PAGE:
The Greatest Power on Earth

(Literary Masterpieces, Volume 14)

The prevention of nuclear warfare is on its way to becoming the most popular cause in the world. In nations large and small, East and West, people clearly comprehend the fearful destructive force of today’s atomic weapons. After four decades of living with the implicit threat of a nuclear bombardment, people in an ever growing grass-roots movement are demanding that politicians find a way to defuse the possibility of nuclear conflict.

Nuclear technology now ensures that any total war between the two super-powers, the United States and the Soviet Union, will risk the very substance of life on earth. In World War II, the largest bombs were believed to deliver a detonation of ten tons of TNT. The violence of the atomic bomb dropped at Hiroshima was twenty kilotons or twenty thousand tons of TNT. Today, the intercontinental missiles in the arsenals of the United States and the Soviet Union carry warheads of at least three megatons, or the equivalent of three million tons of TNT. This means that the combined nuclear inventories of the two superpowers alone has an explosive power capable of destroying every city on earth seventy times over. Even the deployment of a single megaton bomb would vaporize every single inhabitant in a four- or five-mile radius. Furthermore, the heat caused by such a weapon, with temperatures hotter than the core of the sun, could produce a firestorm that would consume all the available oxygen of an ever greater area. People living in the high risk areas seven to nine miles away would suffer second or third degree burns. In addition, radiation charges from the holocaust would be felt by those living one hundred miles from the bomb-blast site.

The first nuclear explosion at Alamogordo, New Mexico, in July, 1945, caused Dr. Robert Oppenheimer, director of an experimental nuclear laboratory at Los Alamos, to look at the barren desert landscape and quote from the Bhagavad Gt, “I am become Death, the shatterer of worlds.” Earlier he had attempted to make known to a select committee of governmental officials that the third-generation bombs might be expected to yield the equivalent of ten to one hundred million tons of TNT. This possibility prompted even the most stouthearted of his listeners to pause and wonder what they were doing. James Byrnes, then the Director of War Mobilization and a member of the committee, stated: “As I heard these scientists predict the destructive power of the weapon, I was thoroughly frightened.” Apparently, Henry Stimson, Secretary of War, was equally fearful. He favored a possible nonmilitary demonstration of the bomb in such a manner that the Japanese would be so impressed that they would see the uselessness of continuing the war. Obviously, fear of the bomb’s potential was felt by the scientists themselves. By the spring of 1945, Leo Szilard, an American nuclear physicist and biophysicist born in Hungary, was ready to ask some serious and ethical questions concerning the bomb: “Would it be necessary to prove the weapon’s worth by incinerating the population of a major city or would a demonstration be enough to bring about surrender?” These questions were intimately linked with the debate by politicians in Washington: “Should the Russians be told of the Manhattan Project before or after the weapon has been demonstrated to exist?”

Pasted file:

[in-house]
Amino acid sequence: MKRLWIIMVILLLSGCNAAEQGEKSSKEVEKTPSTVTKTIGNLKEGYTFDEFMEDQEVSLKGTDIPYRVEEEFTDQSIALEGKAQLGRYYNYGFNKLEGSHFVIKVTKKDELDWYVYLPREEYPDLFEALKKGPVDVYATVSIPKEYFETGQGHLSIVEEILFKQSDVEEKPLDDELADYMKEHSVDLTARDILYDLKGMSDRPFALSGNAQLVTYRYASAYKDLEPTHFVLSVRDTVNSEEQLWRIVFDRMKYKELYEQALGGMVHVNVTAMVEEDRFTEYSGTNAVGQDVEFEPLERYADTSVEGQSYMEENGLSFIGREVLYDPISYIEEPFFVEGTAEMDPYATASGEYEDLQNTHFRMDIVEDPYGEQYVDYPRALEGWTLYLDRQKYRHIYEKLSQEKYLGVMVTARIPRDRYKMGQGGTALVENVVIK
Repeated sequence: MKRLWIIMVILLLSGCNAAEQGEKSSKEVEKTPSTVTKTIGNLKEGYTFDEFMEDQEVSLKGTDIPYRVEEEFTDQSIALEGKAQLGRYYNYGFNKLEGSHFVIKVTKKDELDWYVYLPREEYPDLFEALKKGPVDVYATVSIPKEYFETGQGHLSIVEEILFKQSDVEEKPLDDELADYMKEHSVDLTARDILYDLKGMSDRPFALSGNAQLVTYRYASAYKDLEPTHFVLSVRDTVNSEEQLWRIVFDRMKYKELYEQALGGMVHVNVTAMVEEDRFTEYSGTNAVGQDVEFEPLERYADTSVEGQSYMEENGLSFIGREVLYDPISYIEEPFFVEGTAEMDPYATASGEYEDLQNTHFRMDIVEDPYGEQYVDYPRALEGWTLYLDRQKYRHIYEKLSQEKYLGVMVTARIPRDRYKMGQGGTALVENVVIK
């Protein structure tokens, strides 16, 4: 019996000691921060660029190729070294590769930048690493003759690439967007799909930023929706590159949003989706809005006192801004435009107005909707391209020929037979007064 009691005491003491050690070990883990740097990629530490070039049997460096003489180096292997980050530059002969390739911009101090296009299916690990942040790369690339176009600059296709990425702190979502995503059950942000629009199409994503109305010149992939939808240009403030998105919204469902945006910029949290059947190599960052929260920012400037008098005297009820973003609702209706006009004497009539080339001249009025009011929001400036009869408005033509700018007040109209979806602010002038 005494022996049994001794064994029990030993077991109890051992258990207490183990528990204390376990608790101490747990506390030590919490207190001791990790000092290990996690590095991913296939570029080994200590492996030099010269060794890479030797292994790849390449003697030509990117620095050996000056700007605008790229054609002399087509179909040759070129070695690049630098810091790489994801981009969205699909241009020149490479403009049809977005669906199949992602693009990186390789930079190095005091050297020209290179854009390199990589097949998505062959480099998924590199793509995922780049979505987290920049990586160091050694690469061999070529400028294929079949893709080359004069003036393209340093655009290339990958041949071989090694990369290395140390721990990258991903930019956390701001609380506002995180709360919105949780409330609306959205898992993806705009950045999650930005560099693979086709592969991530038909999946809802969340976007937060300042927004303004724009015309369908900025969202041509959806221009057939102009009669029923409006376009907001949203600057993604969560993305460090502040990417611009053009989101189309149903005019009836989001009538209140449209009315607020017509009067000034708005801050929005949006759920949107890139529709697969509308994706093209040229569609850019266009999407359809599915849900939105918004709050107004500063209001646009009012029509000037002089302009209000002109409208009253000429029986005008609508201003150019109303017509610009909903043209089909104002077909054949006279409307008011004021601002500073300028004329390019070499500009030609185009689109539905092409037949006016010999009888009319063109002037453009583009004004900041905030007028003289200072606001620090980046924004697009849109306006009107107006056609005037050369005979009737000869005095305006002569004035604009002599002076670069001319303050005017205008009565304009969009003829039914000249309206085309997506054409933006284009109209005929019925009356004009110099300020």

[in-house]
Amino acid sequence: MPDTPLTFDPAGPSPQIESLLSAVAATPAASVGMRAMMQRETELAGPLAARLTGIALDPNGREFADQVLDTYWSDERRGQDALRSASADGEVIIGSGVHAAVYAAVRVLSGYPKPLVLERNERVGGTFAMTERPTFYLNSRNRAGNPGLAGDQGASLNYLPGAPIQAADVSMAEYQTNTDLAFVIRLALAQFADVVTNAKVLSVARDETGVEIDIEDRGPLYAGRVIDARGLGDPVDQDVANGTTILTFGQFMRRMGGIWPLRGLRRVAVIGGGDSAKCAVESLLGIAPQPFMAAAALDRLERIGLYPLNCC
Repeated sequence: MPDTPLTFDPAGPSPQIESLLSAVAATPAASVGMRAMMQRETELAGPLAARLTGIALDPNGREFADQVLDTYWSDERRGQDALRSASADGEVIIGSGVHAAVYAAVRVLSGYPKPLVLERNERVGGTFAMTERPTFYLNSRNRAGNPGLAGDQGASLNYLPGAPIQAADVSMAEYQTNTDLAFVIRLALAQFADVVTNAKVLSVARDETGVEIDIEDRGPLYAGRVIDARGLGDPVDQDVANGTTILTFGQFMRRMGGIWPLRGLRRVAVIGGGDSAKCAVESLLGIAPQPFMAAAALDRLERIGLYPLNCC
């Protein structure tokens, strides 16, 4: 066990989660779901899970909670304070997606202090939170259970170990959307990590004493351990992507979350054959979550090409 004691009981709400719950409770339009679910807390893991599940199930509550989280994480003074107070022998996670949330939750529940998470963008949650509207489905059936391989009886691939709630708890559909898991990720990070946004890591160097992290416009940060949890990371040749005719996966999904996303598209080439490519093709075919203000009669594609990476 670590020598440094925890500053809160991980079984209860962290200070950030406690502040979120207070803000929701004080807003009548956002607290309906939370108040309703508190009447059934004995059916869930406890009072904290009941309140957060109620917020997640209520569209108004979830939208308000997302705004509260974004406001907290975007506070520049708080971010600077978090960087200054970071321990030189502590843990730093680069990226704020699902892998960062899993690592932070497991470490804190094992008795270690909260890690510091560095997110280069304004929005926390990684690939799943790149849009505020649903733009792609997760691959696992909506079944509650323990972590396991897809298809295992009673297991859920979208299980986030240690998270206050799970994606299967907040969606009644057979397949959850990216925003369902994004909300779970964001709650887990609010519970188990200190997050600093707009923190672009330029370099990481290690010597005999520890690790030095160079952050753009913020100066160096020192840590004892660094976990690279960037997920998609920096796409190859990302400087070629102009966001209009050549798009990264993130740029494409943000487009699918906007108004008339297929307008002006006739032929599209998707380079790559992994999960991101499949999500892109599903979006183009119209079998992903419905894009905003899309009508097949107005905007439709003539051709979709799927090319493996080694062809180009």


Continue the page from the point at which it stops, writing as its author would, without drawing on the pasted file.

The name “Manhattan Project” was the secret code designation employed to cover activity associated with the United States’s effort to design and build a powerful weapon to defeat her World War II enemies. The discovery of fission in 1939 indicated that certain radioactive materials could be used to create a bomb of unprecedented power. In 1942, President Franklin D. Roosevelt placed leadership responsibility for the Manhattan Project in the hands of General Leslie R. Graves. He was given unlimited authority to tap military, industrial, and scientific resources to make the bomb a reality. General Graves later maintained that within two weeks of taking charge, he had no illusion “but that Russia was our enemy and that the project was conducted on that basis.” Citing the disastrous consequences of the Russo-German Pact of August, 1939, and the long record of Communist tyranny, Ronald W. Clark, the author of this enthralling history, comments that General Graves’s attitude was not unnatural, even if it did not encourage tripartite collaboration.

At Potsdam, in July, 1945, President Harry Truman casually mentioned to Stalin that the United States had a new weapon of “special destructive force.” Truman later wrote that the Russian Premier showed no unusual interest in this information. Stalin merely commented that he was glad to hear the news and hoped the United States would “make good use of it against the Japanese.” Even though the words “atomic” or “nuclear” were not used by Truman, Stalin seemingly was well aware of what the Americans had achieved. The achievement, when the bomb was dropped on Hiroshima on August 6, 1945, resulted in the death of approximately seventy thousand inhabitants. Three days later, another bomb dropped on Nagasaki killed at least thirty-five thousand more Japanese.

Since it was known that the Russians had been experimenting in nuclear physics since 1934 in four laboratories under Igor Kurchatov, the leading figure...

(The entire section is 2174 words.)


(Literary Masterpieces, Volume 14)

Best Sellers. XLI, August, 1981, p. 195.

Book World. XI, May 10, 1981, p. 3.

Choice. XIX, October, 1981, p. 255.

Library Journal. CVI, April 1, 1981, p. 800.

Listener. CIV, December 11, 1980, p. 795.

The New Republic. CLXXXIV, June 6, 1981, p. 35.

Saturday Review. VIII, May, 1981, p. 64.

Science. CCXIV, October 16, 1981, p. 324.

Smithsonian. XII, June, 1981, p. 136.

Virginia Quarterly Review. LVII, Autumn, 1981, p. 134.